To take an antlerless deer, a hunter must possess either a valid antlerless deer license or valid Deer Management Assistance Program (DMAP) permit. A mentored hunter under the age of 7 cannot apply for their own antlerless license or DMAP permit but can harvest an antlerless deer if an antlerless license or DMAP permit is transferred to them by a mentor at the time of harvest.
Antlerless deer licenses can be used anywhere within the Wildlife Management Unit (WMU) for which they’re issued.
A DMAP permit can be used only on the specific property for which it is issued.
Some DMAP permits might remain available on private and public properties throughout the state. Visit the Game Commission’s website to learn more about where they are available.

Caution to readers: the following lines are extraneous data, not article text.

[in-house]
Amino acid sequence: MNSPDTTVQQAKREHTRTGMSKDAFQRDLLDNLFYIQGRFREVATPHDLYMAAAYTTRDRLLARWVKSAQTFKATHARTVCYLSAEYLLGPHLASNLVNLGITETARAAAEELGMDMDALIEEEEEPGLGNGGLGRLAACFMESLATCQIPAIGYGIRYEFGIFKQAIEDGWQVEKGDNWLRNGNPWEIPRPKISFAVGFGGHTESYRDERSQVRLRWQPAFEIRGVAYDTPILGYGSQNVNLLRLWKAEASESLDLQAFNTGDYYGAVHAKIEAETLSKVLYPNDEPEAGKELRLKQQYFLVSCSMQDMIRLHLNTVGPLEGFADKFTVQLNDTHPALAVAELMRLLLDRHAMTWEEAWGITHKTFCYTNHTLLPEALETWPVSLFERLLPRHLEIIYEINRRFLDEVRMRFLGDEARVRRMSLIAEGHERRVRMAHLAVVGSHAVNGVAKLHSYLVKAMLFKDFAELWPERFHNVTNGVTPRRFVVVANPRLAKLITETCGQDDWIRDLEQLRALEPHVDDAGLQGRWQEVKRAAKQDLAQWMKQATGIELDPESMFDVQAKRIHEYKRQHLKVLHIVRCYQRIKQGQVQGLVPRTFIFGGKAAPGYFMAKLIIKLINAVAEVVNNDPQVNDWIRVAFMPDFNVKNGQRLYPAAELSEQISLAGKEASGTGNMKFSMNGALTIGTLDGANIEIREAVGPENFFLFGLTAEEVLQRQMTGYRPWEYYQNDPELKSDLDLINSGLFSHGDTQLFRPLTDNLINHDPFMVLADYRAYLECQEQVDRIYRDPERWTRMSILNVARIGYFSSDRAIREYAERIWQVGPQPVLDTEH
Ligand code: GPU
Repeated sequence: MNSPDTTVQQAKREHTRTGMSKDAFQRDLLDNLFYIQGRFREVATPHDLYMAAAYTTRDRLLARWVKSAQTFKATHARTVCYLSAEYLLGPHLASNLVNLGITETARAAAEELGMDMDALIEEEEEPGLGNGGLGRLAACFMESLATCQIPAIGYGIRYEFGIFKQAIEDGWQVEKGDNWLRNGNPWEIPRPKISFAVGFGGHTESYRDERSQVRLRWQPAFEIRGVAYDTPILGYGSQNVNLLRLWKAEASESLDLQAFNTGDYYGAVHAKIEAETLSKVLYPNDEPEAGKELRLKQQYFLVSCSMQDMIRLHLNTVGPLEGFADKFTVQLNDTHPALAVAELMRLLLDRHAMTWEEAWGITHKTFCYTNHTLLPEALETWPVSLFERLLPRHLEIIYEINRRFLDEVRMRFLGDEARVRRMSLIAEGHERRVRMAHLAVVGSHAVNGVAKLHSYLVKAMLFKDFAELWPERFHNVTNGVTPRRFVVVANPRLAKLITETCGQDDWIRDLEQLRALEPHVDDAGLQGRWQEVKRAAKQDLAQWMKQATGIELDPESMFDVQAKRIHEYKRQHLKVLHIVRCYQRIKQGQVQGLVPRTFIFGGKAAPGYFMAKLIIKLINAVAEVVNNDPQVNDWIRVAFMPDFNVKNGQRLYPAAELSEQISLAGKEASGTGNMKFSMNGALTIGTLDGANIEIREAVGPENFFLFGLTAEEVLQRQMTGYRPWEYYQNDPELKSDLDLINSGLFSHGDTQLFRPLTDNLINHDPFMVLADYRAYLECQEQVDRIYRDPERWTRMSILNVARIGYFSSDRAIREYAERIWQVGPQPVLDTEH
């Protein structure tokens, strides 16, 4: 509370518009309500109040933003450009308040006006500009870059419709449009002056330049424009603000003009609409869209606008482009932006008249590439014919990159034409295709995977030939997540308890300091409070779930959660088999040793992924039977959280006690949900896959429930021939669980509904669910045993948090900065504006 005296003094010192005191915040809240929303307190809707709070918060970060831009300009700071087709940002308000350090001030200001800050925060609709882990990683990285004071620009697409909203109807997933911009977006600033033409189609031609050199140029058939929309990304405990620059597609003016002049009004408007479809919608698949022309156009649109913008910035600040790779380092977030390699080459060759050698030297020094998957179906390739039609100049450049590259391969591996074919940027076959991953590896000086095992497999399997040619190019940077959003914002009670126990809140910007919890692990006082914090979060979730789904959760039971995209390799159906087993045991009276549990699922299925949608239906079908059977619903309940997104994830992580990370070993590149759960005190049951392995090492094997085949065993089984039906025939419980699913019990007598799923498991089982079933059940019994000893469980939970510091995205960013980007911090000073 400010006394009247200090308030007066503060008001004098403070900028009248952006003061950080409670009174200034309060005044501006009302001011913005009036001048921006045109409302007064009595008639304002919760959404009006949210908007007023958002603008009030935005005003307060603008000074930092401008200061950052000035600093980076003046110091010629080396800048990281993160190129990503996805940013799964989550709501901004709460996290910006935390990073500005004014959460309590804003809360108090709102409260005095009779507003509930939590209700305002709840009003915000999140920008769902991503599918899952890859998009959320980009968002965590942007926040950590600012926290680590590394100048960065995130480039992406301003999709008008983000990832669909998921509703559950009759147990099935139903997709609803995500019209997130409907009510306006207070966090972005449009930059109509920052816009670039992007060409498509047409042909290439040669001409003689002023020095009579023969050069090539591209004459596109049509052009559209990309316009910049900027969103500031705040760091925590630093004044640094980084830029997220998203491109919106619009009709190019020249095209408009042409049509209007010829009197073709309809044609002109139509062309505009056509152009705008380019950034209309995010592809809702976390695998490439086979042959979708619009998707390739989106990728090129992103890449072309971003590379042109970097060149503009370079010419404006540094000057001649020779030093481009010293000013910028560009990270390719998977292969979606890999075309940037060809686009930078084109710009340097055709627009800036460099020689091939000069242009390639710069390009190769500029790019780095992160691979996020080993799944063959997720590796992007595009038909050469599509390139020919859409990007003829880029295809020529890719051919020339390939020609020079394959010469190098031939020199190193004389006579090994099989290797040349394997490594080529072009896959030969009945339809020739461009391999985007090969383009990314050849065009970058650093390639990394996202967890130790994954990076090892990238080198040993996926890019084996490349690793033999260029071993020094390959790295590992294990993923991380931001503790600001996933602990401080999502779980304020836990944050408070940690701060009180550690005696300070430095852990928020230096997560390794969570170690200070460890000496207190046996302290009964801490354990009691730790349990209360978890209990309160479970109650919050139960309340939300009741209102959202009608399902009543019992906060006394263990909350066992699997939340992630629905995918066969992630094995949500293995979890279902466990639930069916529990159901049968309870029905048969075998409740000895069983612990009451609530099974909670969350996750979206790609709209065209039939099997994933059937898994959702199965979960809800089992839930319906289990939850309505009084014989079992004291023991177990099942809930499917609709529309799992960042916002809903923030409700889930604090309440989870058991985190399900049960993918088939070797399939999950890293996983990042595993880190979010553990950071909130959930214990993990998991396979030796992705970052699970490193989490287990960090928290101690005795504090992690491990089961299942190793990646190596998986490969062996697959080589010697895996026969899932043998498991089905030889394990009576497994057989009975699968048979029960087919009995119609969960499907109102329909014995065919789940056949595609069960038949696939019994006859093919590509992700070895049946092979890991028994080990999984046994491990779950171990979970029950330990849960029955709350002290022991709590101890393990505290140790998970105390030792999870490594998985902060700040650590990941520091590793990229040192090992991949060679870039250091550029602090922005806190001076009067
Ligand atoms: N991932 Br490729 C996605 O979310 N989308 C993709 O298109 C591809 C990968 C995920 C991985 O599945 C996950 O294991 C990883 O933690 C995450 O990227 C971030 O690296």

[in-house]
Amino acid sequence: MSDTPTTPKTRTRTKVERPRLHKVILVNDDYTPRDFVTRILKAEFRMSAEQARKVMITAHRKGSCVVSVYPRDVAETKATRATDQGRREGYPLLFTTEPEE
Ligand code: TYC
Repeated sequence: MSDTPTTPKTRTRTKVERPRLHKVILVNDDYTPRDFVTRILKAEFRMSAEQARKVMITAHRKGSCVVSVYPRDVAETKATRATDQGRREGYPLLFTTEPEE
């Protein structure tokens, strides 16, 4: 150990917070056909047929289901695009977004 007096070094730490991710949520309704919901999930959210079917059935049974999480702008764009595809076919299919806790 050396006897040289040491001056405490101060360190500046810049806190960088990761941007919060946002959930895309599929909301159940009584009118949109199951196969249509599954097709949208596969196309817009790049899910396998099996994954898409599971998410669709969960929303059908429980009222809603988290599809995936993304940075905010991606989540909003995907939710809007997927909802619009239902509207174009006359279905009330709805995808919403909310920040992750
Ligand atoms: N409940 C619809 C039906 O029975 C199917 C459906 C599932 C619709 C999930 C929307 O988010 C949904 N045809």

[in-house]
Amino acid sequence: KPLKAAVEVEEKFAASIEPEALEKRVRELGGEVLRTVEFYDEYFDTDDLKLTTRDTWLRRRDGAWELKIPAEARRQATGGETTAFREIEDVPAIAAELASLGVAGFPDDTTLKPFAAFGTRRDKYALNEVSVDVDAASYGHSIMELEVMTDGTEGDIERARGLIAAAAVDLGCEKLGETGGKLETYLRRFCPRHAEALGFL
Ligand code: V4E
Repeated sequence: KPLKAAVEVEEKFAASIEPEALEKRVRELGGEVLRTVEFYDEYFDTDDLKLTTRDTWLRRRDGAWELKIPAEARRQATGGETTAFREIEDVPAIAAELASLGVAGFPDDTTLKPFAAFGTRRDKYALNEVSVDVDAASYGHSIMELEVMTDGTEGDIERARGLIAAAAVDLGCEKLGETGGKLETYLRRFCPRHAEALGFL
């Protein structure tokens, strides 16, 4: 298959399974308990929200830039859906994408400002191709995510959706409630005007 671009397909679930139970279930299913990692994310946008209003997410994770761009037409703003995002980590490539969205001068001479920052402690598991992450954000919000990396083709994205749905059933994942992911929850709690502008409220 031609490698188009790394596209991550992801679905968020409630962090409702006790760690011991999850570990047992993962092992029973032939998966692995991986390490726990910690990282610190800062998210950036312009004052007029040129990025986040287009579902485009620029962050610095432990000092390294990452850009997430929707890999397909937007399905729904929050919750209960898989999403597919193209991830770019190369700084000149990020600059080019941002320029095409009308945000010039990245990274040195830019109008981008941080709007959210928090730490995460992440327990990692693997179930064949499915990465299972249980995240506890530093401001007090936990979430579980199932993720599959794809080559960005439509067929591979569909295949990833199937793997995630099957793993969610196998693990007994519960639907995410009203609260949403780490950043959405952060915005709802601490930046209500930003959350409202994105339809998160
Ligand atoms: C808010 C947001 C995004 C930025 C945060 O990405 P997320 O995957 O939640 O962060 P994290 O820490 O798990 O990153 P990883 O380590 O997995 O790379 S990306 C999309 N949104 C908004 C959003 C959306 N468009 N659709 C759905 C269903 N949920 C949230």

Mentored hunting permits, meanwhile, are available to hunters of all ages. Mentored hunters ages 7 and older receive an antlered deer harvest tag with their permit. Those under 7 must receive deer harvest tags from their mentors. A mentor can transfer an antlered deer harvest tag and an antlerless license and/or DMAP permit to a mentored hunter under 7.
Mentored hunters ages 7 and older can apply for one antlerless deer license. They can also apply for DMAP permits, following the same regulations as adults.
Mentored hunting permit fees are $2.97 for residents and nonresidents under 12; $6.97 for residents 12 to 16; $41.97 for nonresidents 12 to 16; $20.97 for residents 17 and older; and $101.97 for nonresidents 17 and older.
Hunters 12 or older who are certified through the Game Commission’s Hunter-Trapper Education program qualify to purchase general hunting licenses, which provide more privileges. Certified hunters 12 to 16 can obtain junior licenses, the least expensive of which cost $6.97 for residents and $41.97 for nonresidents.